It’s hard not to cry, or feel like you’ve been punched in the gut while watching the ten minutes of horrendous bullying and harassment that Upstate New York grandmother and school bus monitor was subjected to by a group of middle school students.
Most families have so many things in common: they share love, get into conflicts, face life’s daily routines, overcome challenges together, and take care of one another. Yet they are also unique and special in their own ways. As children grow up, they need to see, hear, and learn about people like themselves as well as learn about others who might be different from them.
Standing opposite of the library at Grimmer Elementary School, the Kindness Tree mural serves as a reminder to all those who see it to cultivate kindness. The fourth, fifth, and sixth graders at Grimmer Elementary School in Fremont, CA created the mural to represent the school and its diverse community. Collaborating with artist Brenda Pattee, the students designed the mural and chose the color scheme. Unique birds representing the students sit on the tree’s sprawling branches, surrounded by flowers with the word for “kindness” in different languages painted on them and banners written in English and Spanish. All the languages, including Farsi, Pashto, Portuguese, Laotian, Vietnamese, Urdu, Arabic, Tagalog, Chinese, and Hawaiian, come directly from the school’s community.
With daily news reports about the devastating impact on students who have been relentlessly bullied, teachers find themselves on the front line in addressing bullying and intolerance. It is time to move into action. Not In Our School offers solutions-based strategies and tools for change to a network of schools that are working to create safe, inclusive and accepting climates.
As an adult now, I have turned my experience into a positive one, if you can call it that. With the encouragement of my late mother I have written and had published two anti-bullying children’s books.
Pledge to stop bullying, hate, and violence today. Take the Pledge | Watch the PSA | Why Take the Pledge? | Share the Pledge Not On Our Ground, Not In Our Town
Tracy Maier attends an awards ceremony for daughter Hanna, as she receives the Upstander of the Week award from The Bully Project. Tracy Maier is a Pennsylvania mom who moved into action after her child was bullied. She contacted Not In Our School to help not only her daughter, but all the children in her area who have been bullied and asked for help in getting things started in her community. Since that time, we have been in touch as both Tracy and her daughter Hanna have become leaders, taking risks, speaking with civic leaders, and organizing campaigns—all things that they never had done before. It is an example of how anyone can step up. Photos of Tracy and her daughter’s activities are featured in the Not In Our School Parent Guide. —Becki Cohn-Vargas, Not In Our School Director Tell us about your school community.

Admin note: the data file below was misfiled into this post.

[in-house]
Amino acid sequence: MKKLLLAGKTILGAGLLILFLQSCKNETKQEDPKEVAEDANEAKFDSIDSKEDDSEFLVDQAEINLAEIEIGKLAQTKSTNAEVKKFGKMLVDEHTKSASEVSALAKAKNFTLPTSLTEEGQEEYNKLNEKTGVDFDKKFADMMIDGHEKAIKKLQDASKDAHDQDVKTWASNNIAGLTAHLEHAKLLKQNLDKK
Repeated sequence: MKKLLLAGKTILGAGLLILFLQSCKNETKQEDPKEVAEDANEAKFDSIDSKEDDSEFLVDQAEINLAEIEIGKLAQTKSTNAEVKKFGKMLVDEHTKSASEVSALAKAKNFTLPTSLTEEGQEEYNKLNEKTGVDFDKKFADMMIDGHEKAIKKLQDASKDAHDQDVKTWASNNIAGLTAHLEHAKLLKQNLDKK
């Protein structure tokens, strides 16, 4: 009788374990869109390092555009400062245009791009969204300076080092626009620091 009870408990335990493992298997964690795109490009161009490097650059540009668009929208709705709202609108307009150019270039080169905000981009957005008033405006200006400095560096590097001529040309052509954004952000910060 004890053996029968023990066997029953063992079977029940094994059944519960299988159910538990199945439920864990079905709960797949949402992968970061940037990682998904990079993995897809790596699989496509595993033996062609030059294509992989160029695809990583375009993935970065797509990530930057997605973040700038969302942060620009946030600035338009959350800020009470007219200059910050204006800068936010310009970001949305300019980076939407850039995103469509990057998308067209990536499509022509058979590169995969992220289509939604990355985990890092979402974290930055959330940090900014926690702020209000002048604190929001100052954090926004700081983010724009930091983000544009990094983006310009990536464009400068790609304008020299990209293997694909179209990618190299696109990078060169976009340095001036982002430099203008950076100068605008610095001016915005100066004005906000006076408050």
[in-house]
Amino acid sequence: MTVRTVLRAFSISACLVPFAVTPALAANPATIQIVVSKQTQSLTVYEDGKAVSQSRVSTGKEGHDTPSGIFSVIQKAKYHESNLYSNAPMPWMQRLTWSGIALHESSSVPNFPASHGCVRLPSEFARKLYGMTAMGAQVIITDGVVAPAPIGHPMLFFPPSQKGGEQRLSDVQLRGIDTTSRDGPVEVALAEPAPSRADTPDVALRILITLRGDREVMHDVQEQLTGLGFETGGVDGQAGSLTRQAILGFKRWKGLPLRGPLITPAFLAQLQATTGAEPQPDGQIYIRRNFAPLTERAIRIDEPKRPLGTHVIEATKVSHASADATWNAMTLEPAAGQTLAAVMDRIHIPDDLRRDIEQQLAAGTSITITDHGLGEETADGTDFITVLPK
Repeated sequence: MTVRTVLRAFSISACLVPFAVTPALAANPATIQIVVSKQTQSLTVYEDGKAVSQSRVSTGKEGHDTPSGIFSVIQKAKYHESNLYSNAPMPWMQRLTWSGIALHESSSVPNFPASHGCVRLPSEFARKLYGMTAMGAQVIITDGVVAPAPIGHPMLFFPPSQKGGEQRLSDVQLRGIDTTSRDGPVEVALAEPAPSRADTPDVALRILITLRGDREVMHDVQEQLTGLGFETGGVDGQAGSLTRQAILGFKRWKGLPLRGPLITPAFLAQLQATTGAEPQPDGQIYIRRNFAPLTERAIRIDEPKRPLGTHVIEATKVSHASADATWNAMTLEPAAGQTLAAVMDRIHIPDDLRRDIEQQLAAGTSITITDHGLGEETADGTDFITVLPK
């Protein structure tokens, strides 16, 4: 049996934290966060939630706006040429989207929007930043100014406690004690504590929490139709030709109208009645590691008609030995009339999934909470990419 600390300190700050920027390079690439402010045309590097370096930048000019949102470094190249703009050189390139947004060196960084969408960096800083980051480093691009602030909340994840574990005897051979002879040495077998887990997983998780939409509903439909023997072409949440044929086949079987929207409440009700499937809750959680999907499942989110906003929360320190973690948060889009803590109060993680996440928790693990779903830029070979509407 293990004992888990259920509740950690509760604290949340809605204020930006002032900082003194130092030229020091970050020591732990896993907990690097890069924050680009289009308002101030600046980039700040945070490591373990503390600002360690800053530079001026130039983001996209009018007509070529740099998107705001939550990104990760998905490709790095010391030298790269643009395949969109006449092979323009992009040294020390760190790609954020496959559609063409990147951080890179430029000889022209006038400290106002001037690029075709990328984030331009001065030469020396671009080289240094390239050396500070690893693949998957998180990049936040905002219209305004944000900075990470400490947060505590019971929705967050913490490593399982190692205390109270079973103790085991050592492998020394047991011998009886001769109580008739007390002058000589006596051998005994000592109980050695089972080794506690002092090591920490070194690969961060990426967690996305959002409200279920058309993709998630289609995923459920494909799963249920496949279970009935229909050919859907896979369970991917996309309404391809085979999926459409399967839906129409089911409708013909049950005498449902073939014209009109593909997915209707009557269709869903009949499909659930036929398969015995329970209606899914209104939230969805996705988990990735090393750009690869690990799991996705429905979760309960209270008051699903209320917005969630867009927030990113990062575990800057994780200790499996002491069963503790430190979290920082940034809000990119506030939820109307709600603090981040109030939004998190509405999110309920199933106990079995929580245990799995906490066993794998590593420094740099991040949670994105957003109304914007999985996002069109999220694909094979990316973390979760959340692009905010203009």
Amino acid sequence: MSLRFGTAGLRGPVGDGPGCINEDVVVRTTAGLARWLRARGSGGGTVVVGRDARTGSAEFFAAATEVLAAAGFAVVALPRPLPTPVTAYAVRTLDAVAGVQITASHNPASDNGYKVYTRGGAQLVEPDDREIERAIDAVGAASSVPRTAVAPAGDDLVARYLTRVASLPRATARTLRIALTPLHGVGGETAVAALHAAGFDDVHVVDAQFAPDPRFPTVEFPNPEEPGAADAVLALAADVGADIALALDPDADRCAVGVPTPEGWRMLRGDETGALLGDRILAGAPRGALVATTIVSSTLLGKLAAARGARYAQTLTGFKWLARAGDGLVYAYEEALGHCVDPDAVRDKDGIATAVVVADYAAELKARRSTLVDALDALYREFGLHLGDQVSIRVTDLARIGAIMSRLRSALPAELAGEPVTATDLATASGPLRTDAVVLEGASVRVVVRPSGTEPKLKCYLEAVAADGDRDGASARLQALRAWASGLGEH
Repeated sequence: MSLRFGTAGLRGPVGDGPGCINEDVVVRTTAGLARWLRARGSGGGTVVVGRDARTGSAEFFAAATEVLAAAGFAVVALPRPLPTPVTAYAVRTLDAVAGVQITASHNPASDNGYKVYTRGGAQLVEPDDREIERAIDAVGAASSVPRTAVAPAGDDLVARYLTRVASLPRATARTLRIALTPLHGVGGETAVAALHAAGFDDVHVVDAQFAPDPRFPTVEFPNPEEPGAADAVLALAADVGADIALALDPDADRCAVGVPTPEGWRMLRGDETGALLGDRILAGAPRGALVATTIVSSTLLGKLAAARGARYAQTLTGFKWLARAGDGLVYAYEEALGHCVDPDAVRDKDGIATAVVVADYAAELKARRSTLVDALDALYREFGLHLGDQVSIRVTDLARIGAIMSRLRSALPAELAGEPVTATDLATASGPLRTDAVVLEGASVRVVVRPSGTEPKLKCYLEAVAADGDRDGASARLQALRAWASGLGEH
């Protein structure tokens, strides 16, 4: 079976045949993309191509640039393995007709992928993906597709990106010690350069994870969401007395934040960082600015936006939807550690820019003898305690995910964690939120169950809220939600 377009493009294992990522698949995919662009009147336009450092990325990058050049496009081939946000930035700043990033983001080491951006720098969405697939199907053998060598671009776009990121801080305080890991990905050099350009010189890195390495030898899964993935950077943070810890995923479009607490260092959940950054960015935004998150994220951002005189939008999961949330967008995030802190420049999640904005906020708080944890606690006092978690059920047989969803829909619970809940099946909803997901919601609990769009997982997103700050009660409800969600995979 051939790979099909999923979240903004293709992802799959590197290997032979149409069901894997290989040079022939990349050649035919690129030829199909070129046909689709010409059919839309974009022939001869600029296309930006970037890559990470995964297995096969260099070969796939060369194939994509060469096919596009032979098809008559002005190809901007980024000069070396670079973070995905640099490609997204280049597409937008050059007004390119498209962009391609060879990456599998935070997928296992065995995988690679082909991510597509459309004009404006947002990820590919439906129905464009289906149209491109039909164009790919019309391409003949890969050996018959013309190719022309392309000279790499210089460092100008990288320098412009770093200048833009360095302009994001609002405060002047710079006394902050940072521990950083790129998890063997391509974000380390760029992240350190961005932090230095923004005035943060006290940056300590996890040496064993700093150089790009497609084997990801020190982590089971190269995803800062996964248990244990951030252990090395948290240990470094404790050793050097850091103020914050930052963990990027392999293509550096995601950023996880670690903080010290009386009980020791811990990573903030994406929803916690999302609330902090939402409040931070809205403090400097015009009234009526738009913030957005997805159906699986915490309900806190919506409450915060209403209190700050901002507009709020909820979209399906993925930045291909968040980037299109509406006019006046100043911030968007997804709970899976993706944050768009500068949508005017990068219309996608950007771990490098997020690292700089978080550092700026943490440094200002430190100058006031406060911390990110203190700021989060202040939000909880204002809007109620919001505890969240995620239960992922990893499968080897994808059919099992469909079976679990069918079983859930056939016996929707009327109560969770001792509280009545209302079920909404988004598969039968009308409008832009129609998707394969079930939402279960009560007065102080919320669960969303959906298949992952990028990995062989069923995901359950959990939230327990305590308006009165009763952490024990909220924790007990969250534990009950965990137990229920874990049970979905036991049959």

By Micaela Presti A child is not born a bully. It is a learned behavior and adults need to make sure they are role modeling for the children of our communities the importance of respect, tolerance and empathy. In the book, Nurture Shock by Po Bronson and Ashlee Merriman, there is a chapter on race and tolerance. The authors point out that white parents, in particular, feel that because their child may live in a community that is racially diverse, their children accept the differences. Parents then don’t feel they need to talk about differences. Nothing could be further from the truth. We need to talk about differences because children do notice that someone’s skin, sexual preference, etc. is different from theirs and they need to understand why.
There are important lessons on both bullying and speaking up that are happening right in front of our eyes. Recently, leading anti-bullying expert Emily Brazelton shared the results of the bullying investigation for the Miami Dolphins, after the pro football team’s bullying scandal. It serves as a case study to help everyone understand tackle Jonathan Martin’s courage to speak up and open his personal struggles to the world, which will help all of us learn the terrible impact of bullying, hate, racist and homophobic teasing. After reading the article, watch this new film “Auto Body Shop Owner Repairs Hearts After Hate Attack.” It features Quality Auto Paint & Body owner Richard Henegar, who hears that a local college student is the victim of an anti-gay hate attack and decides to help. Not only does Richard repair Jordan Addison's vandalized car, he brings his entire community together. Talk show host Ellen DeGeneres featured the two men on her 10th season premiere. Richard is also honored by his alma mater, Lord Botetourt High School who highlighted how one person can make a difference.
By Dana Schuster We are all painfully aware that we live in a culture rife with judgment and bias, and a disturbing tendency to pit one group or viewpoint against another. While voices have recently been increasing in volume that say we must acknowledge and combat stigma and bullying, particularly among our youth, consider, if you will, the following scenarios.